More than pink cleats: Redskins take breast cancer tribute personally

Katherine Warrick checks out her new makeup after sitting with an artist at the Redskins' All Star Survivors Celebration. (WTOP/Megan Cloherty)
Quarterback Robert Griffin III wasn't part of the All Star Survivors Celebration, but when guest Gioia Albi spotted him and asked for a photo, he was all too happy to oblige. (WTOP/Megan Cloherty)
Breast cancer patient Carlettia Witherspoon talks with a makeup artist while a friend takes her photo at Redskins Park in Ashburn, Va. on Oct. 2, 2012. (WTOP/Megan Cloherty)
Gap, Inc. donated jeans for the cancer patients as part of the makeover day the Redskins hosted in Ashburn, Va. on October 2, 2012. (WTOP/Megan Cloherty)
A makeup artist works to blend Katherine Warrick's foundation during her pampering session as her friend Alyssa Verner looks on. (WTOP/Megan Cloherty)
All the makeup in the American Cancer Society's Look Good, Feel Good gift bags was donated from a variety of companies. (WTOP/Megan Cloherty)
A pair of the pink cleats the Redskins' players will wear during October when the NFL recognizes National Breast Cancer Awareness Month. (WTOP/Megan Cloherty)
A guest 'All Star' tries on safety Reed Doughty's helmet during her tour of the Redskins' facility. (WTOP/Megan Cloherty)
Inside the Redskins locker room, guests were able to check out the lockers of their favorite players. (WTOP/Megan Cloherty)
As part of the experience, the cancer patients being honored at the event could try on scarves and be fitted for wigs. (WTOP/Megan Cloherty)
Tanya Snyder poses with the Zeta Tau Alpha THINK PINK crew that helped organize the event. (WTOP/Megan Cloherty)
The American Cancer Society sent home goodie bags full of makeup with each patient as part of its Look Good, Feel Better campaign. (WTOP/Megan Cloherty)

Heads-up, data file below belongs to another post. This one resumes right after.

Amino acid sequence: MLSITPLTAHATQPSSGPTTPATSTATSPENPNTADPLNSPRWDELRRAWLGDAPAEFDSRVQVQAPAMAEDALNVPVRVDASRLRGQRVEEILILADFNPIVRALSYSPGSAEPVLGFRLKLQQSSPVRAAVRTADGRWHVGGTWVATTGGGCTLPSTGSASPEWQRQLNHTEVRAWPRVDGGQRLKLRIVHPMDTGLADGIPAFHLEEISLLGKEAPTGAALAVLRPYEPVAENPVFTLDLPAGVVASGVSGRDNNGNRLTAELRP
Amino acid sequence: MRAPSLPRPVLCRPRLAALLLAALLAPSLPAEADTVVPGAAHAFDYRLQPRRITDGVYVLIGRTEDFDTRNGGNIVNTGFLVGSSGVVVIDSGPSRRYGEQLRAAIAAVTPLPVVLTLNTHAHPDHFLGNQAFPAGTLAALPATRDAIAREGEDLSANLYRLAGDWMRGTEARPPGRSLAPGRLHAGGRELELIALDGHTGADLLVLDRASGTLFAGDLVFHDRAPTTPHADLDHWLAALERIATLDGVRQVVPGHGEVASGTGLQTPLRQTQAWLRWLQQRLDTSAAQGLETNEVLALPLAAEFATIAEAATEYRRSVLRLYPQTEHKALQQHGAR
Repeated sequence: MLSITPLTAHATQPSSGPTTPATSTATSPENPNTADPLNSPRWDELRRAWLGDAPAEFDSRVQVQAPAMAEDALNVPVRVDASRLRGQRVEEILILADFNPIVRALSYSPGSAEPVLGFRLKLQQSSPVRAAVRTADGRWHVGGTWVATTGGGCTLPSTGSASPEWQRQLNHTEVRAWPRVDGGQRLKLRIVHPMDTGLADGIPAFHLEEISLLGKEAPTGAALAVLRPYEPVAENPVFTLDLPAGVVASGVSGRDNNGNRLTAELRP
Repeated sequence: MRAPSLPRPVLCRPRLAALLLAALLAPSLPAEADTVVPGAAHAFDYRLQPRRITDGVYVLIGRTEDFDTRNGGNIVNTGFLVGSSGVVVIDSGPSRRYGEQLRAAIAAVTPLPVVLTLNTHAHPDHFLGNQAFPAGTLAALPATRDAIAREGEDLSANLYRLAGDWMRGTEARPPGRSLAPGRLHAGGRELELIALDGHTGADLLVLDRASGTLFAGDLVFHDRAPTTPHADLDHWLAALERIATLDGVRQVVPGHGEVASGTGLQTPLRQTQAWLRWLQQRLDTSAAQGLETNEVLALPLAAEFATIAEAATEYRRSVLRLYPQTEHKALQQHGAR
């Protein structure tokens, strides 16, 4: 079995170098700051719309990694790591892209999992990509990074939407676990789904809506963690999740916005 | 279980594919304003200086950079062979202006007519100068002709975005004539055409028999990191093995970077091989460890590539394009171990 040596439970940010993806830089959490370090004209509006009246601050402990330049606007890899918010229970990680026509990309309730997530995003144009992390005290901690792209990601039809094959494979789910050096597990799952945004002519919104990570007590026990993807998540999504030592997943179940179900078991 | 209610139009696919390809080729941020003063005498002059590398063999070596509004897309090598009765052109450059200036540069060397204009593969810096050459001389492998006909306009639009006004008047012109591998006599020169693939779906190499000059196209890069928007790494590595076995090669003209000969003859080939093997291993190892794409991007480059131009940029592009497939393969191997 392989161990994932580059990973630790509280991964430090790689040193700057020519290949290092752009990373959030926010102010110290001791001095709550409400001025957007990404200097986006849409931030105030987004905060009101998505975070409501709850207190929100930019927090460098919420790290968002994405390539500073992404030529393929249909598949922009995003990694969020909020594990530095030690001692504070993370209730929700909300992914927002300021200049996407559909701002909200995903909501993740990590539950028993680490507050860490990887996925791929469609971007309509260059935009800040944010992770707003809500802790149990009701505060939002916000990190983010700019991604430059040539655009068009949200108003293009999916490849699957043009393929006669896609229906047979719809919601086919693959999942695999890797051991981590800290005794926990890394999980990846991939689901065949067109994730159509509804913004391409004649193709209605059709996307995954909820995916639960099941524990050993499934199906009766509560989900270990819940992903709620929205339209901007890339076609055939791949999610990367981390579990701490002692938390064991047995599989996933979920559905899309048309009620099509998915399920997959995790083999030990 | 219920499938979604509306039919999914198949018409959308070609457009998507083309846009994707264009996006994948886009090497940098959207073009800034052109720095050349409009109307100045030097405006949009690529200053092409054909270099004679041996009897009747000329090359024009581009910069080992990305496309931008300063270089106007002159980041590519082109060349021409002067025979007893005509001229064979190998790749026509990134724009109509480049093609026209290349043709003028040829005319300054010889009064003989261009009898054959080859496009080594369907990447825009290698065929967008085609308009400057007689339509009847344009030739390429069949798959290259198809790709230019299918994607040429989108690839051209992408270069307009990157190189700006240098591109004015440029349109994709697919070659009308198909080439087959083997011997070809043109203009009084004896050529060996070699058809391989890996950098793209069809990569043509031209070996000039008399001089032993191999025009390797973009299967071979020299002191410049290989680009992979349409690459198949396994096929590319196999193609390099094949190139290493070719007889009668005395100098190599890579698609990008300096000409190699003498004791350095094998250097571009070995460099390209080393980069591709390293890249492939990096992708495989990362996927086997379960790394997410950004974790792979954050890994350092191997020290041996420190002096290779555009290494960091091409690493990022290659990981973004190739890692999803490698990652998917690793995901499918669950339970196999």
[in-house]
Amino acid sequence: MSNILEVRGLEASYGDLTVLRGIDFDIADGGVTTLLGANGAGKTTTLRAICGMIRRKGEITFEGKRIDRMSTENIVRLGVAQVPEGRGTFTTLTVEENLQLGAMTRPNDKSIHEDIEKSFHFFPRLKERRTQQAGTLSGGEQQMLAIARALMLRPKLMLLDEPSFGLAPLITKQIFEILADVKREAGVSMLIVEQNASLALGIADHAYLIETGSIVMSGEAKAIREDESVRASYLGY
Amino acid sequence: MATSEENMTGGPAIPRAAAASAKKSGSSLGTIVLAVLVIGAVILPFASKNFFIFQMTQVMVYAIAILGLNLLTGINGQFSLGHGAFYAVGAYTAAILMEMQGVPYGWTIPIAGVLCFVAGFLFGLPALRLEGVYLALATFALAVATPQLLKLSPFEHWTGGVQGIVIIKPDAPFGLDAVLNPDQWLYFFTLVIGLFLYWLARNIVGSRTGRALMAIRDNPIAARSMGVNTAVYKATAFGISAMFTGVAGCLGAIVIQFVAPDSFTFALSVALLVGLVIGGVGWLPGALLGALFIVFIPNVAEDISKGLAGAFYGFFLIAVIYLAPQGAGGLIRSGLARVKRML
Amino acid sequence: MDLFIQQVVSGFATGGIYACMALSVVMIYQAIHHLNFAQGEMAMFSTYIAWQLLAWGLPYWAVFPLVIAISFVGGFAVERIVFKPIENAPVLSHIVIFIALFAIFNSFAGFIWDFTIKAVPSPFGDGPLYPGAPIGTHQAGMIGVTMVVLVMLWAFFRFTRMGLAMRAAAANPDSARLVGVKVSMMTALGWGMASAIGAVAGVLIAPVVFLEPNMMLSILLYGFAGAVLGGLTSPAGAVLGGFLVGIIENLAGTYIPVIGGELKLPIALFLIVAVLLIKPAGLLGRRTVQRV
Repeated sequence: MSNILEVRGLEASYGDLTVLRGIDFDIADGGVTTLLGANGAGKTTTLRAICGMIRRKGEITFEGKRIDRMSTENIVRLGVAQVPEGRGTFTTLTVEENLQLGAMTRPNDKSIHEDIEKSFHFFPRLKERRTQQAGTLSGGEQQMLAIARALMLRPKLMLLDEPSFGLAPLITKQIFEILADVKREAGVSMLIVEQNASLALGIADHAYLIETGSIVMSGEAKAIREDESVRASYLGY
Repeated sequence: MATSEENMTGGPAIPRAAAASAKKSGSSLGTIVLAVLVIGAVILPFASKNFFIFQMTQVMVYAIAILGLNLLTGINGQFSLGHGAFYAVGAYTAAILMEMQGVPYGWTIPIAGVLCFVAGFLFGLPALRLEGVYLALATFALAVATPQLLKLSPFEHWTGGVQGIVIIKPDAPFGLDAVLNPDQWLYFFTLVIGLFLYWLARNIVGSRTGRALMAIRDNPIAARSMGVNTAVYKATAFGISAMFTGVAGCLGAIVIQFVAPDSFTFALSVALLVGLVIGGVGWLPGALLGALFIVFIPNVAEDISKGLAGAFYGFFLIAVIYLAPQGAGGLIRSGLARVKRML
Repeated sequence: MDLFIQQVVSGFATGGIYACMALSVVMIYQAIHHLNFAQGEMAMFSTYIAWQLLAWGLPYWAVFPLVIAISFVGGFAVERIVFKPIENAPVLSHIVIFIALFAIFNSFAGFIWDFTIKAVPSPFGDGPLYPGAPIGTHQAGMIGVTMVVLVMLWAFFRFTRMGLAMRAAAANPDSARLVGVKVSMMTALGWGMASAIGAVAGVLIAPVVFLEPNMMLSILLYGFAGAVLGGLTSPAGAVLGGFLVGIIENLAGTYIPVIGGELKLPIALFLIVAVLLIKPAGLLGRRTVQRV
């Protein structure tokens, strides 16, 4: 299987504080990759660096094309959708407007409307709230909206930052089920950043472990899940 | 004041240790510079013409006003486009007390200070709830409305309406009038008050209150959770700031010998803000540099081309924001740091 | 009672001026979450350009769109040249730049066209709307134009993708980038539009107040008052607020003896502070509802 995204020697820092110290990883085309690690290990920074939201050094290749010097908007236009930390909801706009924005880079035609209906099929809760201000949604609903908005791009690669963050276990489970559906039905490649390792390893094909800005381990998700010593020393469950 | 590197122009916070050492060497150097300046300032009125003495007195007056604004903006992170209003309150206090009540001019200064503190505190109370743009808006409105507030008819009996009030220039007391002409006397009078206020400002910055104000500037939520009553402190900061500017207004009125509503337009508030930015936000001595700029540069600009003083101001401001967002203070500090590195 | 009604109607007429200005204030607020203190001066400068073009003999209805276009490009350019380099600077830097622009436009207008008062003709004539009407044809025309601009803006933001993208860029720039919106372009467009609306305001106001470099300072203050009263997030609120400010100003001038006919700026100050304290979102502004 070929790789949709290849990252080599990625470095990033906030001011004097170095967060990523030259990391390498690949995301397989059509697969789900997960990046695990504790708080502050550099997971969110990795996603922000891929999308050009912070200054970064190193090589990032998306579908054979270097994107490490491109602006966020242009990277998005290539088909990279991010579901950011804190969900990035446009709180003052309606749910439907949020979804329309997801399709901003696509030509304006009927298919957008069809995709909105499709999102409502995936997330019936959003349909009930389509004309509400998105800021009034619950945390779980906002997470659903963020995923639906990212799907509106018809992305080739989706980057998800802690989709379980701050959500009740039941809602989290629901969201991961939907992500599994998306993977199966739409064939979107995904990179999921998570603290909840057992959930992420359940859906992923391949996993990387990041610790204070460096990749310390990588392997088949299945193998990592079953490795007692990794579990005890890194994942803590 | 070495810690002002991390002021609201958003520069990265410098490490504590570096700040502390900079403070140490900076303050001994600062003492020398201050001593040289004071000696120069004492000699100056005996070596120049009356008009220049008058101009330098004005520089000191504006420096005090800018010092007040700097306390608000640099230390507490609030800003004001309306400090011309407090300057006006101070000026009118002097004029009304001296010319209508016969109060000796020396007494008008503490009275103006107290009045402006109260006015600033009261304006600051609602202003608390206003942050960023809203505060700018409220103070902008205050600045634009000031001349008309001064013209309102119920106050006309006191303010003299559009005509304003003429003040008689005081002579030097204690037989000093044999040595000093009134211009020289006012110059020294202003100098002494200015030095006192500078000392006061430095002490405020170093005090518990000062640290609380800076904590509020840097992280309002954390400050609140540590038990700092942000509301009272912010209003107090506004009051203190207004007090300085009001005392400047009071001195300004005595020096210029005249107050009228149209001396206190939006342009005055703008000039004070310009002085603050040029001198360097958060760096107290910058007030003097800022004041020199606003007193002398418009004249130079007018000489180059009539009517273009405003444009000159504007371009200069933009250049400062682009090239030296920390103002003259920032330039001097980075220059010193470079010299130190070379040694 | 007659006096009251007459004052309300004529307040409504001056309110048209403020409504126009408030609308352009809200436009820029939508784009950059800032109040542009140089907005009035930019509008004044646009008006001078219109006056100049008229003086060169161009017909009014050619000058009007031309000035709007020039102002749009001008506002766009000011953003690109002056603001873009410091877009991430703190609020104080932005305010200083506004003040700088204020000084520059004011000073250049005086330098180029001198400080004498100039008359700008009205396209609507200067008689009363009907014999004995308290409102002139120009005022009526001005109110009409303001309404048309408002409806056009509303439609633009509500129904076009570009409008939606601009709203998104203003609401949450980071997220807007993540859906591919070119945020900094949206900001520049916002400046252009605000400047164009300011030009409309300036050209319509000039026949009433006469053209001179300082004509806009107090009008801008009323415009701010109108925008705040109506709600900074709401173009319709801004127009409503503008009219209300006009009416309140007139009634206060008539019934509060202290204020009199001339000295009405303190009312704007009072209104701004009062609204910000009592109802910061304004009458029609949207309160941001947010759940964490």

Redskin Nick Sundberg offers a guest a Gatorade during the tour of the Redskins facility in Ashburn, Va. (WTOP/Megan Cloherty)
Breast cancer patient Michele Fortenberry gets a makeup tutorial during the Redskins' All Star Survivors Celebration. (WTOP/Megan Cloherty)

Megan Cloherty,

WASHINGTON – It has been a surreal six months for 31-year-old Katherine Warrick from Montclair, Va., who is battling stage-two breast cancer. She had no family history of the disease but found a lump in April that turned into a diagnosis of invasive ductal carcinoma.

How she ended up at Redskins Park in Ashburn, Va. has a lot to do with the support she sought and less to do with her favorite football team.

During her four and a half months of chemotherapy, Warrick decided to join a group for women under 40 with breast cancer. The Life through Cancer program, run through Inova Alexandria Hospital keeps patients social and active by inviting them to walks, yoga classes and events like the Redskins All Star Survivor Celebration.

Warrick is one of 20 local patients the team is honoring throughout October which is designated National Breast Cancer Month. The month-long celebration started Tuesday with a lavish luncheon for the patients featuring makeup sessions with goodie bags, wig fittings, pink Redskins gear and a new pair of Gap jeans for each guest.

While most NFL teams participate in the league’s tribute to breast cancer survivors by wearing bright pink gear on the field all month, for the Redskins, the fight against the disease is personal.

Former Redskins tight end Chris Cooley brought the idea to the franchise five years ago after his mother was diagnosed with breast cancer.

“He saw her lose her hair and the pain she was going through so he wanted to do something to give back, says Tanya Snyder, owner Dan Synder’s wife and a league Breast Cancer Awareness spokesperson.

“We’re able to really make a difference through the foundation for many causes, in particular we’re doing a lot for women’s causes. I like to think we’re certainly making a difference,” Snyder says.

The team especially appreciates the bravery of these 20 women. While giving them an opportunity to tour the facility and meet the players seems like a small thing, Warrick says it was a nice way to take her mind off the difficulty of her everyday life.

While she finished her chemo three weeks ago, Warrick has made a big decision that will change the course of her treatment.

“On the 22nd of this month, I’ll have a double mastectomy with reconstruction,” she says.

Her decision, while seemingly drastic for her age, is supported by her surgeon.

“She would have supported a lumpectomy as well but I just decided, I don’t want to do this again,” Warrick laughs. “I’m over it.”

Learn more about the Redskins month-long tribute to patients and survivors of breast cancer on the team’s website.

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(Copyright 2012 by WTOP. All Rights Reserved.)

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